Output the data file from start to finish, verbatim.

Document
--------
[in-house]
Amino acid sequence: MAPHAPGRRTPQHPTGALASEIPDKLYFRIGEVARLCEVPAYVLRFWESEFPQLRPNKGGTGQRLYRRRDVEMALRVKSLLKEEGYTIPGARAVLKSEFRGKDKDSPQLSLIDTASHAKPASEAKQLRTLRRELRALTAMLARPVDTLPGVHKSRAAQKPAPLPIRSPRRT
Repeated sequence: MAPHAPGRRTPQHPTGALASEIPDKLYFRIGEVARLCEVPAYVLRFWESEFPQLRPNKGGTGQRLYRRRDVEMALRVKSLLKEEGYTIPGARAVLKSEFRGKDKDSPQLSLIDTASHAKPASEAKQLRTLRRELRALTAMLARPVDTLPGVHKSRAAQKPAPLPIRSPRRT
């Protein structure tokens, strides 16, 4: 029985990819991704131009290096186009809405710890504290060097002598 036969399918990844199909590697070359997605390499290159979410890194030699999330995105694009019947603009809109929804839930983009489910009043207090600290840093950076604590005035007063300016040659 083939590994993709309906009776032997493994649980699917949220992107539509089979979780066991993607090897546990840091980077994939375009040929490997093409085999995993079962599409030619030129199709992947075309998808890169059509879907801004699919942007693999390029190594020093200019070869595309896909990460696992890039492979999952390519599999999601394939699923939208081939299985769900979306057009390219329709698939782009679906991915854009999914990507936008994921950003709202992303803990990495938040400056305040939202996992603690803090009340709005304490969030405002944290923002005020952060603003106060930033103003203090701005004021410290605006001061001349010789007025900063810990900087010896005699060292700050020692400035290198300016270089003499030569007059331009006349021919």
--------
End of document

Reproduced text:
[in-house]
Amino acid sequence: MAPHAPGRRTPQHPTGALASEIPDKLYFRIGEVARLCEVPAYVLRFWESEFPQLRPNKGGTGQRLYRRRDVEMALRVKSLLKEEGYTIPGARAVLKSEFRGKDKDSPQLSLIDTASHAKPASEAKQLRTLRRELRALTAMLARPVDTLPGVHKSRAAQKPAPLPIRSPRRT
Repeated sequence: MAPHAPGRRTPQHPTGALASEIPDKLYFRIGEVARLCEVPAYVLRFWESEFPQLRPNKGGTGQRLYRRRDVEMALRVKSLLKEEGYTIPGARAVLKSEFRGKDKDSPQLSLIDTASHAKPASEAKQLRTLRRELRALTAMLARPVDTLPGVHKSRAAQKPAPLPIRSPRRT
């Protein structure tokens, strides 16, 4: 029985990819991704131009290096186009809405710890504290060097002598 036969399918990844199909590697070359997605390499290159979410890194030699999330995105694009019947603009809109929804839930983009489910009043207090600290840093950076604590005035007063300016040659 083939590994993709309906009776032997493994649980699917949220992107539509089979979780066991993607090897546990840091980077994939375009040929490997093409085999995993079962599409030619030129199709992947075309998808890169059509879907801004699919942007693999390029190594020093200019070869595309896909990460696992890039492979999952390519599999999601394939699923939208081939299985769900979306057009390219329709698939782009679906991915854009999914990507936008994921950003709202992303803990990495938040400056305040939202996992603690803090009340709005304490969030405002944290923002005020952060603003106060930033103003203090701005004021410290605006001061001349010789007025900063810990900087010896005699060292700050020692400035290198300016270089003499030569007059331009006349021919």